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Ms Atherton: To ask the Secretary of State for Environment, Food and Rural Affairs how many cetaceans have been reported stranded during the 200405 season of the pair trawl sea bass fishery. 
Mr. Bradshaw: The pair trawling sea bass fishery season usually starts in November and continues until April and fishing for sea bass takes place in the south-west Approaches. From 1 November 2004 to 4 March 2005, a total of 90 cetaceans have been reported as stranded on the south coast (Cornwall, Devon and Dorset,). These comprised 47 common dolphins, 31harbour porpoises, one bottlenose dolphin, two long-finned pilot whales and nine unidentified cetaceans.
All strandings found in the south-west cannot be solely attributed to the pair trawling sea bass fishery. These figures include stranded dead cetaceans, live strandings and carcasses seen floating at sea. Only 12 of the 90 cetaceans that were stranded were definitely confirmed as bycatch. The data were obtained under the Defra-funded Cetacean and Turtle Strandings Scheme, carried out by the Natural History Museum in partnership with the Institute of Zoology and Scottish Agricultural College.
Alun Michael: The Department is taking forward a wide ranging strategy for combating fly-tipping, in close liaison with the Environment Agency and local authorities. Some new powers for these enforcement agencies were included in the Anti-social Behaviour Act 2003. Many more provisions have been included in the Clean Neighbourhoods and Environment Bill which has now completed its passage through Parliament. These include raising the penalties for the main offence of illegal waste disposal; new powers to stop, search and instantly seize vehicles that are being used for fly-tipping; additional sentencing powers for the courts including a power to award forfeiture of vehicles used to commit an offence; and powers for the enforcing authorities to issue fixed penalty notices for some offences. We will work closely with the enforcement authorities on implementation of all the measures in the Bill.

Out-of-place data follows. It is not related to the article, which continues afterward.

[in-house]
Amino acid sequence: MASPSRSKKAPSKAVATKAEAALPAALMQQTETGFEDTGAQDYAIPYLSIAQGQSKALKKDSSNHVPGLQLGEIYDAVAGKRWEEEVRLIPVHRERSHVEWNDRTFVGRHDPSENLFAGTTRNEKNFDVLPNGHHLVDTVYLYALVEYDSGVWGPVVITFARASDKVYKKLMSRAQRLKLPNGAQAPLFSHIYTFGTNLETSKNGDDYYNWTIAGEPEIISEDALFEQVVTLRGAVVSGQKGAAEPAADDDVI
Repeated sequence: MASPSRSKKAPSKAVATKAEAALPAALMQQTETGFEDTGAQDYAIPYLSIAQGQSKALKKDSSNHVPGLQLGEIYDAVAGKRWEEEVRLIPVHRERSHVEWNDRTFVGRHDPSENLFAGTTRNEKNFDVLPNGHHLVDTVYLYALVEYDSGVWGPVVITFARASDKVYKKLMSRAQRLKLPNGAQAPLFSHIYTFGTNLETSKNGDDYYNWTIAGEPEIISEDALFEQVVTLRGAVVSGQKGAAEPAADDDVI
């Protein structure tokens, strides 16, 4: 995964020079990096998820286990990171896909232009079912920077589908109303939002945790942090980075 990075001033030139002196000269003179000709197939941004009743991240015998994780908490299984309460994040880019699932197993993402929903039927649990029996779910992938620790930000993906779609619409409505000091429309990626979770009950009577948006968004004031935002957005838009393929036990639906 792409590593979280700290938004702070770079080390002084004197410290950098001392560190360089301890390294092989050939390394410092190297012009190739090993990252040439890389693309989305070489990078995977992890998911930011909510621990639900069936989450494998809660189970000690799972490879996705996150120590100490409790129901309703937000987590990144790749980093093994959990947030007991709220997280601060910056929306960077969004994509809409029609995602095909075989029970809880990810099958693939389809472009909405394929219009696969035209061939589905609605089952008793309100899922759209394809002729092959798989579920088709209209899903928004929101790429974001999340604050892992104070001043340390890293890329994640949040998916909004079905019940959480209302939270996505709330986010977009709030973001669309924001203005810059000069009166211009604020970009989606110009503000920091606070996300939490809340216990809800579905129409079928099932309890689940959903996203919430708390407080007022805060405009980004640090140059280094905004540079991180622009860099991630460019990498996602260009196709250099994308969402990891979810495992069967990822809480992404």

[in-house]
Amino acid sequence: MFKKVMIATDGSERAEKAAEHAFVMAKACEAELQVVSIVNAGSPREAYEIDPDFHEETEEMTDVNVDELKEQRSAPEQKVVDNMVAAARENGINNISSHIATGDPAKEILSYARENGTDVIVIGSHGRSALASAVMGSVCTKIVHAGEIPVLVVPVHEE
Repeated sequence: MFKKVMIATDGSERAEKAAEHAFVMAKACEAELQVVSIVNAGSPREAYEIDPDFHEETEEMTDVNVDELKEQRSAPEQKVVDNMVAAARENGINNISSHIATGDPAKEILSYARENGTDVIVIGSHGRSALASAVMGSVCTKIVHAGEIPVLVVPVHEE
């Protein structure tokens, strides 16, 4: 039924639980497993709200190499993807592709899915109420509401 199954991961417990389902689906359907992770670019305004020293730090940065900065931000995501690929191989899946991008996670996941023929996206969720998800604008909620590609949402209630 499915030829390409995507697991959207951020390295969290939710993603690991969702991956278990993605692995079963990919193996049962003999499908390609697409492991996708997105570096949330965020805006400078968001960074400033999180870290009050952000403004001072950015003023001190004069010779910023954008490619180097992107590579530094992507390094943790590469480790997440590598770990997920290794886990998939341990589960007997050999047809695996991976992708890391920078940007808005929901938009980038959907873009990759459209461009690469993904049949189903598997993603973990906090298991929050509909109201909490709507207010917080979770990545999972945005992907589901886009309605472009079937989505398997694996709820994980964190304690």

100 per cent. of local authorities are now registered on the Flycapture database, which for the first time is producing national data on the nature and scale of
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fly-tipping across the country. We are funding the Environment Agency through the Flycapture Enforcement project to provide training for local authority enforcement officers and lawyers on how to enhance their skills. Through the BREW programme, we are providing additional funding for the agency to assist businesses in complying with the legal requirements on the disposal of waste. The Department has also just let a research project that will look in depth at the reasons why people fly-tip and will develop good practice guidance for local authorities on further measures they can take to help reduce the problem.
Nick Harvey: To ask the Secretary of State for Environment, Food and Rural Affairs if she will make a statement on the impact of imports of African food products into western markets on farmers in the UK. 
Alun Michael: In 2003, 4.9 per cent. of the total value of food, feed and drink imports into the European Union were from Africa. For the same year, 6.3 per cent. of the total value of food, feed and drink imports into the United Kingdom were from Africa. Of all of the imported food, feed and drink indigenous to the UK, 3.8 per cent. were from Africa, the corresponding figure for imported non- indigenous food, feed and drink from Africa was 10.3 per cent.
Mr. Simmonds: To ask the Secretary of State for Environment, Food and Rural Affairs what guidance her Department has issued to assist legitimate labour providers in complying with gangmasters licensing regulations. 
The Government are working to ensure that labour provider businesses have robust business systems in place in advance of the introduction of licensing later this year. Regulation of the industry is intended to end exploitation and drive out illegal activity. In parallel to developing the licensing system, we are working to help legitimate labour providers to be successful and robust businesses. To facilitate this process we are working closely with the Ethical Trading Initiative Temporary Labour Working Group to promote the Code of Practice which the group launched in November 2004. Labour providers are being invited to arrange for their businesses to be audited against the code. Those that do will be offered a pre audit business consultancy session to assess their business and offer advice on problem areas. This process has the full backing of the supermarkets, the Association of Labour Providers, the Transport and General Workers Union and the National Farmers Union. To help reduce the cost to labour providers, the Government will be meeting a proportion of the cost of the consultancy advice and audit activities on a first come first served basis. The Chairman of the Gangmasters Licensing Authority has also indicated, that the cost of a licence audit will be reduced where a labour provider has previously been audited against the Temporary Labour Working Group Code by an auditor meeting the competencies set by the Gangmasters Licensing Authority.